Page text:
In late October, we had our first official Language of Access session, with three guest speakers who covered a range of topics, from medical archives to presentation style and social media.
Andrea Tanner spoke on London hospitals and opening up the historical registers of Great Ormond Street, previously restricted to their archive. The project involved the creation of a large database, and was soon expanded to include other hospitals across London and the rest of the UK. She also spoke more broadly about creating and managing large research projects, providing lots of useful tips including the notion of factoring in ‘wiggle room’ to all applications to allow them to change and imploring us to factor in volunteer costs. The session ended with a fun quiz in which we tried to classify historical diseases and afflictions according to their database classifications. More information on Andrea’s project can be found on the Historic Hospitals Admission Register Project website.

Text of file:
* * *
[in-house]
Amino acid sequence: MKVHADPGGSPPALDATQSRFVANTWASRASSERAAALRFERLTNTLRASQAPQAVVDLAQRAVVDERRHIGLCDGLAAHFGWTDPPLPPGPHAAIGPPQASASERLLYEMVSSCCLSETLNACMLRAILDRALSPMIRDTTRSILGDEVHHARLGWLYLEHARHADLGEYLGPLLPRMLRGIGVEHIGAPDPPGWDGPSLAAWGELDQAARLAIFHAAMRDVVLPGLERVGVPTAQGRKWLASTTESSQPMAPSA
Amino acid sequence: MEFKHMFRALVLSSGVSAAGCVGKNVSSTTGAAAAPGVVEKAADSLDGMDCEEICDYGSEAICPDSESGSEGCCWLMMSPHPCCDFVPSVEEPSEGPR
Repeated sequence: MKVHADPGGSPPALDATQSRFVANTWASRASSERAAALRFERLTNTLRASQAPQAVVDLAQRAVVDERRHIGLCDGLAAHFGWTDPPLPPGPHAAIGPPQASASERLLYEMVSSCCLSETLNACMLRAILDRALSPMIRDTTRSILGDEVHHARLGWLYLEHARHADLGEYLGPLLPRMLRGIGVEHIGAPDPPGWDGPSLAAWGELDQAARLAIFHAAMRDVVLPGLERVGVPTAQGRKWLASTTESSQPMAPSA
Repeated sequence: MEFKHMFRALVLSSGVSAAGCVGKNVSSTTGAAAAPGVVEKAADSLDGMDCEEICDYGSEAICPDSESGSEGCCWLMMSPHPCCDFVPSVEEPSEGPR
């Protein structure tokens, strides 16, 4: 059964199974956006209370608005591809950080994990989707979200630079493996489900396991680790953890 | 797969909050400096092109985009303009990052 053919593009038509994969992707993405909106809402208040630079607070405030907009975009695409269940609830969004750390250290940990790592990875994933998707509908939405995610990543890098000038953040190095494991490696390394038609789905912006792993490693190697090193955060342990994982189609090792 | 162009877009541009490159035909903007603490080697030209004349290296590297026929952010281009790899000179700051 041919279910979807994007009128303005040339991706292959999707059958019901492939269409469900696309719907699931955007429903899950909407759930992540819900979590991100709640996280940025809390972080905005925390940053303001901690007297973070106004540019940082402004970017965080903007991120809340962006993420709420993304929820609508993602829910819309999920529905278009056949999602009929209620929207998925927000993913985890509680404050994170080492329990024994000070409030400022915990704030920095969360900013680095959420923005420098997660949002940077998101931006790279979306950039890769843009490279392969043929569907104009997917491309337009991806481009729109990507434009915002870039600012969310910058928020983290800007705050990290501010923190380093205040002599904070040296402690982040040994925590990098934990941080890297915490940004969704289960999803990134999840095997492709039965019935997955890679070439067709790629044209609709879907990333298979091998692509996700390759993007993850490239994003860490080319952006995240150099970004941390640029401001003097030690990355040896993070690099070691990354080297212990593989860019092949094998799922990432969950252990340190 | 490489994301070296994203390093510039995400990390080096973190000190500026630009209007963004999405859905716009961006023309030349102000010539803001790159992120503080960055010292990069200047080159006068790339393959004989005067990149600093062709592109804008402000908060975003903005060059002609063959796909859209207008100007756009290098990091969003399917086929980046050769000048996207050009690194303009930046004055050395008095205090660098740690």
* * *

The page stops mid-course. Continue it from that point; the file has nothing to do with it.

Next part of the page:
Ken Norman from New Tricks gave us a presentation about effective presenting, in an attempt to get us thinking critically about why we are presenting, who our audience are and what we are trying to get across. As well as clear practical advice, Ken provided us with useful hints and tips for increasing the efficacy of our presentations.
Melissa Terras presented the last session, a lighting session on the advantages of embracing social media. Drawing on her own experiences, she encouraged us to carve out our own space as researchers via social media.